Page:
Steelers Throwback Thursday: History of the 1943 ‘Steagles’ football team

Steel City Underground presents “Steelers Throwback Thursday” featuring plays, stories, and recaps from recent and past seasons which you may have forgotten about! Now we’re “bringing them back!”

Similar to our throwback to this time of year, 76 years ago, to look at the Card-Pitt football team merger, this week we’re going back 77 years to when the ‘Steagles’ were formed.

On June 19th, 1943, the annual NFL owners’ meeting occurred. One of the biggest discussions during this meeting was how to supplement the 600 NFL players who were getting drafted to serve in World War II. Teams like the Cleveland Rams had to suspend operations altogether, and programs like the Pittsburgh Steelers only had six players left, the Philadelphia Eagles sixteen.

For two franchises, the Steelers and Eagles, the solution was to temporarily combine and merge the two organizations to play the 1943 NFL season as one team. Steelers owner, Art Rooney, knew the league needed at least eight teams to survive the season and came up with the idea to merge the two teams.

Embed from Getty Images

The merger was officially approved by a vote of 5-4, with the official team name as the ‘Phil-Pitt Combine.’ The popular team name ‘Steagles’ was never officially in the NFL record books and was adopted by fans and newspapers.

With Philadelphia having most of the players on the team, that city had four home games while Pittsburgh only had two. The colors for the combined team were also green and white, marking the only full season where the Pittsburgh Steelers played in colors other than black and gold. Some older color photos depict the Steagles, at times, with gold socks versus green socks with white stripes. The “official” colors were green and white, however.

As you might expect, the Steagles faced many challenges in merging the two teams to play the 1943 NFL season. The two cities were bitter in-state rivals, where both teams always finished at the bottom of the standings.

As both head coaches did not want to be demoted by Rooney or Bert Bell, Pittsburgh head coach Walt Keisling and Philadelphia’s Greasy Neale were named co-head coaches. Both had a bit of a temper and argued with each other constantly. Each wanted to implement their own offensive style, but Neale took advantage of a travel delay on the way to Philadelphia by Keisling, adding the ‘T-formation’ before Keisling ever got to camp. Keisling would then take over as defensive coordinator and Neale as offensive coordinator, while both split head coaching duties.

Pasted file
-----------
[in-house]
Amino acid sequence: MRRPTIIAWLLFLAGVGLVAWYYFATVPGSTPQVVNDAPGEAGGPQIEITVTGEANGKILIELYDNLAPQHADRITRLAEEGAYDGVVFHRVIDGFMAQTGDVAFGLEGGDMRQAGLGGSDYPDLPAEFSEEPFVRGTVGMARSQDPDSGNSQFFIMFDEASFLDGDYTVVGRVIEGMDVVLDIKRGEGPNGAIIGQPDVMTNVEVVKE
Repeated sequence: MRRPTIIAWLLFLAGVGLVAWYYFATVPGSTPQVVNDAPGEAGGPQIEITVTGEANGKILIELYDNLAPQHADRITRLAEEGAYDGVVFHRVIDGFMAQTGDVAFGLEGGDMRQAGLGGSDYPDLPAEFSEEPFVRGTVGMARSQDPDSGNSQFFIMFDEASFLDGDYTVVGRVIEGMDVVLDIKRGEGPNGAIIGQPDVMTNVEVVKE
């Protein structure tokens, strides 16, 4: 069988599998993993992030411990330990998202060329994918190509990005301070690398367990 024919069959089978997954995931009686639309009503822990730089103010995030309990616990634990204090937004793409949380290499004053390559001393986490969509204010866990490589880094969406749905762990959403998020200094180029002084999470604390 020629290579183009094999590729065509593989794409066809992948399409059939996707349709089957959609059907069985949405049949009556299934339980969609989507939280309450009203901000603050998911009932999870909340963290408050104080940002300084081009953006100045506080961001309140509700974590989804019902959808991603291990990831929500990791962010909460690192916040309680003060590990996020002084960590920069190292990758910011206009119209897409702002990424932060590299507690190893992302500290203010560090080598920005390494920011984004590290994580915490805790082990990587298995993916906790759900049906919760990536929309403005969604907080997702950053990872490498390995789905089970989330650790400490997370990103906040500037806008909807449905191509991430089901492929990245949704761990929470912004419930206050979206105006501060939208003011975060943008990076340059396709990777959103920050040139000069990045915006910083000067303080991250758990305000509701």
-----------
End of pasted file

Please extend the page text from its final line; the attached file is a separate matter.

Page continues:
“I thought Greasy was the most stubborn man I ever met until I met Kiesling. They didn’t get along at all… they spent most of the time fighting with each other. It was actually kind of funny to watch.” – Frank “Bucko” Kilroy, an Eagles tackle who played for the Steagles.

In addition, the Steagles were the only professional sports team that year where all players were required to have a full-time war job, leaving football as an extracurricular activity for nearly everyone. Bill Hewitt came out of retirement from football to play for the Steagles as the highest-paid member at $400 per game; he’d enter the Hall of Fame with a reputation for never wearing a helmet (Chicago Bears, Eagles) but was chagrined to do so due to a new helmet rule in place that 1943 season.

Embed from Getty Images

The Washington Redskins were convinced by the league to sell Roy Zimmerman to the Steagles for cheap since he was sitting behind Sammy Baugh as a backup. Zimmerman completed just 34 percent of his pass attempts, however, with nine touchdowns to 17 interceptions. In the end, he wound up splitting time with a left-handed Brooklyn College rookie named Allie Sherman.

“It sounds like we had a big advantage, putting two teams together as one… all it meant was we had twice as many lousy players. Look at the teams. The Eagles had never had a winning season and the Steelers were almost as bad.” – Al Wistert

Despite both teams typically having losing seasons, the 1943 Steagles got off to an impressive 2-0 start. In one game against the New York Giants, the team fumbled an NFL record ten times (that still stood until 2018), yet still won the game, 28-14. The team went into the final week of the season with a record of 5-3-1 and a shot at the division title against the Green Bay Packers. They lost the game, finishing with a record of 5-4-1, but it was the first winning season for the Philadelphia Eagles and the second for the Pittsburgh Steelers.

Leave a Reply

Related Articles